Was Christmas Humbug for Shakespeare?

Shakespeare Silk Tie - Plays

Shakespeare Plays Pure Silk Tie

 

We have some great Shakespeare inspired products here at Fox & Chave that would make a great Christmas gift for anyone beloved of the Bard. Like the  Shakespeare Plays Tie (above) for instance.

 

But with the festive season almost upon us, ghosts who know of our Christmas past here in England come with strange tales that the man from Stratford wasn’t keen on Christmas at all, so why would that be?

 

One of Shakespeare’s most popular plays with themes of mistaken identity, social climbing and transvestism no less, is Twelfth Night, a play traditionally performed at the seasonal time of year. It was in fact written for precisely the occasion given in its title, that being 12 days after Christmas day, on the last night of the dozen day long celebrations, an occasion reserved for theatrical performances at the Royal Court.

 

Yet there is nothing within the piece that refers to Christmas. No snowy climes, no festive foods, no choral renditions, no reference to a saviour from the east or a bright star in the heavens. Indeed the play has an alternate, but oft ignored title ‘What you will’, suggestive perhaps much more of that which you make resolution on for the coming New Year. The Elizabethans exchanging gifts on the occasion of New Year.

 

Shakespeare's Flowers Crepe de Chine Scarf

 Shakespeare's Flowers Crepe de Chine Scarf

 

In the entire Shakespearean cannon the word Christmas only appears 3 times, and two of those in the same play, Love’s Labour’s Lost.

 

A description minus the actual word might be drawn from the battlement at Elsinore when Marcellus speaks to Horatio & Bernardo after seeing the ghost in the opening scene of Hamlet;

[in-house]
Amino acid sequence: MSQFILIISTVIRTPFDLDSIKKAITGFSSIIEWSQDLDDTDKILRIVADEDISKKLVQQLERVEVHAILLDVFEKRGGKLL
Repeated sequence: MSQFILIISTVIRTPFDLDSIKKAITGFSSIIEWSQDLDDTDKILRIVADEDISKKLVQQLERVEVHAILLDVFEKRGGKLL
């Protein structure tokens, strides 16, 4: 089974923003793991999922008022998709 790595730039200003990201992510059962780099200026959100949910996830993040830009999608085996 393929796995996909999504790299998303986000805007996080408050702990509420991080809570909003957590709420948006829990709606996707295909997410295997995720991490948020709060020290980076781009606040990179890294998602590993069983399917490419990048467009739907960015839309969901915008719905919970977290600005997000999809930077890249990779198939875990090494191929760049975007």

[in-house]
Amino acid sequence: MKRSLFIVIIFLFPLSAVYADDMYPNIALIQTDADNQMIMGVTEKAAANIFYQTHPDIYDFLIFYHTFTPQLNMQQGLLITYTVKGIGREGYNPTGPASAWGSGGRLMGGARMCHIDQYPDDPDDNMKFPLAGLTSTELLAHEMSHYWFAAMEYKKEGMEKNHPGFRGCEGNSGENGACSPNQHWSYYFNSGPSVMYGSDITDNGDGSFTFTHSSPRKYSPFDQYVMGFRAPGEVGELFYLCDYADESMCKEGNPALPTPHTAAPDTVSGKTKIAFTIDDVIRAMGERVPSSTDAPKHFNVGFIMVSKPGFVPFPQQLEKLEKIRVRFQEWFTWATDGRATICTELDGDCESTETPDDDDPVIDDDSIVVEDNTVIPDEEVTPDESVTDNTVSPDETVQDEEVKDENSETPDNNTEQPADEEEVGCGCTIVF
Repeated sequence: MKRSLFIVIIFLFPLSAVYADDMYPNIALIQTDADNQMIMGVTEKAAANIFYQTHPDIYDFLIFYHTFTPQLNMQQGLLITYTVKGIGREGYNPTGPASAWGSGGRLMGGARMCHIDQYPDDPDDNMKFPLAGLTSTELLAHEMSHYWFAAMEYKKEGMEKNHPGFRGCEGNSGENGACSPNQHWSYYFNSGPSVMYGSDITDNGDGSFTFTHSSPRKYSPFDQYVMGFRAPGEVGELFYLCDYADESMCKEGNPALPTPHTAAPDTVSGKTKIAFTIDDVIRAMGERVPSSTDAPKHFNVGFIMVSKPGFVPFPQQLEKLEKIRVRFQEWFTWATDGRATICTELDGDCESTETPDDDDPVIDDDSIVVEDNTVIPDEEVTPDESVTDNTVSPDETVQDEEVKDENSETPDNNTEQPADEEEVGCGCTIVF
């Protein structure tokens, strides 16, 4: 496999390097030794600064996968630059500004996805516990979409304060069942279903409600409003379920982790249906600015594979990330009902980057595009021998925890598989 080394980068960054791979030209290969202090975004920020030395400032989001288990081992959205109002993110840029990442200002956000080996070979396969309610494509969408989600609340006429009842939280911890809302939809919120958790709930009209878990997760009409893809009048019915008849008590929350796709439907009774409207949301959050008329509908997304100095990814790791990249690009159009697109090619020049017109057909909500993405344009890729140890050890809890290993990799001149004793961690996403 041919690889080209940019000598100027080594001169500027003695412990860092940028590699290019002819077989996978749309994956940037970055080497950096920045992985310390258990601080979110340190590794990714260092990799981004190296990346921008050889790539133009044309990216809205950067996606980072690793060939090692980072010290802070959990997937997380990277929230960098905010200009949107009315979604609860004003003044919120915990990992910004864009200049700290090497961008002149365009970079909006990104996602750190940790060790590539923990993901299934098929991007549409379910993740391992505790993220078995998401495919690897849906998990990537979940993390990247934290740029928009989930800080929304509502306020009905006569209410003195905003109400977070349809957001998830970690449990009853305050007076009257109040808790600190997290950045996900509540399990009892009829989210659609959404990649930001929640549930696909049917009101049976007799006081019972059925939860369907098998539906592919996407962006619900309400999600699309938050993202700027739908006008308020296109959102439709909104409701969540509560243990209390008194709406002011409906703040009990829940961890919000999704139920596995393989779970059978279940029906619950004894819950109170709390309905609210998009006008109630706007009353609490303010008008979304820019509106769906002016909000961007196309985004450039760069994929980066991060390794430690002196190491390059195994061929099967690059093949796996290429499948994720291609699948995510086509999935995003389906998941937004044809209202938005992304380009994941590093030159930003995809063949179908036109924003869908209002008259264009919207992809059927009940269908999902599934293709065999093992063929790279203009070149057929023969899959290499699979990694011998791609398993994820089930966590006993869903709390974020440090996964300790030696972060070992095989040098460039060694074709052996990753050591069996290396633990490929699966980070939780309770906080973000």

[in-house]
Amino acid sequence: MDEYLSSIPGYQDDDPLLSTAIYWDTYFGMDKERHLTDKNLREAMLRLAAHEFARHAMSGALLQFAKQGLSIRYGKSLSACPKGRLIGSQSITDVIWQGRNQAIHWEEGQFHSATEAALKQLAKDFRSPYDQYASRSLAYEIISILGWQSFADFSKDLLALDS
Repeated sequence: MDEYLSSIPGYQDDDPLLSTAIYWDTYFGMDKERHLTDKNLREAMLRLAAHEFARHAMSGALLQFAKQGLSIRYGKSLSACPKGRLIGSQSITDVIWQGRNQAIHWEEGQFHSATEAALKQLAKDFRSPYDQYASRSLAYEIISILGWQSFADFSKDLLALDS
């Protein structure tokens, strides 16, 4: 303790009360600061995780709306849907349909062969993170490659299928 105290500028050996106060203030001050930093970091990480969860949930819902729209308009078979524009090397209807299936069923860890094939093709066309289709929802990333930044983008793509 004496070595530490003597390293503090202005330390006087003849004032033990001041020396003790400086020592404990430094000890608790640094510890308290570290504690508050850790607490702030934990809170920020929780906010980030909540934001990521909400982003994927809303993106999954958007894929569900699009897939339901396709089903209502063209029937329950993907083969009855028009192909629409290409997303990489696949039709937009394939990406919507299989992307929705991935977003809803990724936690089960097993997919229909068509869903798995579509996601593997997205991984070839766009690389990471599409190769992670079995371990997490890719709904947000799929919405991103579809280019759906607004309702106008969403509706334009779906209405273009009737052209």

"Some say that ever ‘gainst that season comes
Wherein our Saviour’s birth is celebrated,
The bird of dawning singeth all night long:
And then, they say, no spirit dare stir abroad;
The nights are wholesome; then no planets strike,
No fairy takes, nor witch hath power to charm,
So hallowed and so gracious is the time."

 

But this might be concluded only by inference to the meaning of ‘our saviour’, and perhaps moreover is a general descriptor of Winter, and fitting of scene settting for Shakespeare’s most introspective study.

 

So it's there ever so fleetingly, but was this omission a deliberate act? Perhaps a political, even religious decision? At a time of religious conflict that was heavily entwined with the politics of the day these explanations are unlikely, perhaps he really was scrooge before scrooge!

 

 

Photo by Matt Riches on Unsplash

 Photo by Matt Riches on Unsplash

 

 

One of the references from Love’s Labour’s Lost goes thus;

 

"I see the trick on’t: here was a consent,
Knowing aforehand of our merriment,
To dash it like a Christmas comedy:
Some carry-tale, some please-man, some slight zany,"

 

In the taming of the Shrew, the character Christopher Sly, a drunken Tinker, shows disdain for an impending entertainment that might be alike to that traditional at Christmas time, when Shakespeare has him say;

 

"Marry, I will; let them play it. Is not a comonty a Christmas gambold or a tumbling-trick?"

 

A page reassures him;

 

"No, my good lord, it is more pleasing stuff."

 

Is that evidence that Shakepeare didn’t like Pantomime? Be it that his work is of an altogether different theatrical breed could we blame him for a little contempt here and there for lesser talents and productions?

 

Shakespeare Portrait Cuff Links

 Shakespeare Portrait Cuff Links

 

The likelihood is that the main consideration was cultural. Aside from the preference at the time for New Year celebrations over Christmas ones, that the festival of ‘Yule’ was perhaps more common at the time with its own traditions, and maybe most significant of all is that all the trappings of what we now consider ‘Christmas’, are a product of the 1840s in no samll measure because of another titan of the English written word, Charles Dickens, who was building on traditions of middle Europe popularised in England by Victoria & Albert.

 

Where the grand centre piece of a Dickensian Christmas dinner table for the fortunate would have been a turkey or goose, as familiar as we know it today, for the well to do Elizabethans the elaborate centre-piece was the ‘peacock pie’, in which the bird was cooked in one piece with the decorated head replete with gilded bill projecting through the crust.

 

Perhaps then Shakespeare, aside from his literary genius, was something of a clairvoyant and was offering a timeless forewarning of the excesses of consumption in all its forms, and so left Christmas references to a minimum for good reason.

 

Bard Humbug!

 

Ho, ho, ho...

 


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